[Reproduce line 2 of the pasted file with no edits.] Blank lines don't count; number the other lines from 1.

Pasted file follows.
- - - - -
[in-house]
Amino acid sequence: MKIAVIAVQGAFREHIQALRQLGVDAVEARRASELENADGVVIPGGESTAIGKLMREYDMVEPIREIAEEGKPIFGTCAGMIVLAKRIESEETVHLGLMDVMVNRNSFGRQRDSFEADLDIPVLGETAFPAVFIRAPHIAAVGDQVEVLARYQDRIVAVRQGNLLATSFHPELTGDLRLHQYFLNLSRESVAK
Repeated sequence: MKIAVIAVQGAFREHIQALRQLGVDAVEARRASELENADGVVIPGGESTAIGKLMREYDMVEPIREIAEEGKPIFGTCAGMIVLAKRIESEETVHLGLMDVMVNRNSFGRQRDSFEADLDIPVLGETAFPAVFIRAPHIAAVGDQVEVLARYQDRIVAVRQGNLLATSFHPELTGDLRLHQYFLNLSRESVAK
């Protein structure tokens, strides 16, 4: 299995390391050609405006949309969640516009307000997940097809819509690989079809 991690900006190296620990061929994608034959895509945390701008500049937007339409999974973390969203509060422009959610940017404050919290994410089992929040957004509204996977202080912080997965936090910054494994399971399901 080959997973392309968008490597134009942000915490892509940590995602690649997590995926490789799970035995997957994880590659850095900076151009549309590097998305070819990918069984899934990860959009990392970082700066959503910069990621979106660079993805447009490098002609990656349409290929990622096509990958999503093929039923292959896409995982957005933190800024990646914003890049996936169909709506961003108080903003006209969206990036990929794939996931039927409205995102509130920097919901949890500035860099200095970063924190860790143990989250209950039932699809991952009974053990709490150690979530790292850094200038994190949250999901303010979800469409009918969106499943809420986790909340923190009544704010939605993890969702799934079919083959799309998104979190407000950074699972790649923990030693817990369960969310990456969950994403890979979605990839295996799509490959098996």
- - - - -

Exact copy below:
Amino acid sequence: MKIAVIAVQGAFREHIQALRQLGVDAVEARRASELENADGVVIPGGESTAIGKLMREYDMVEPIREIAEEGKPIFGTCAGMIVLAKRIESEETVHLGLMDVMVNRNSFGRQRDSFEADLDIPVLGETAFPAVFIRAPHIAAVGDQVEVLARYQDRIVAVRQGNLLATSFHPELTGDLRLHQYFLNLSRESVAK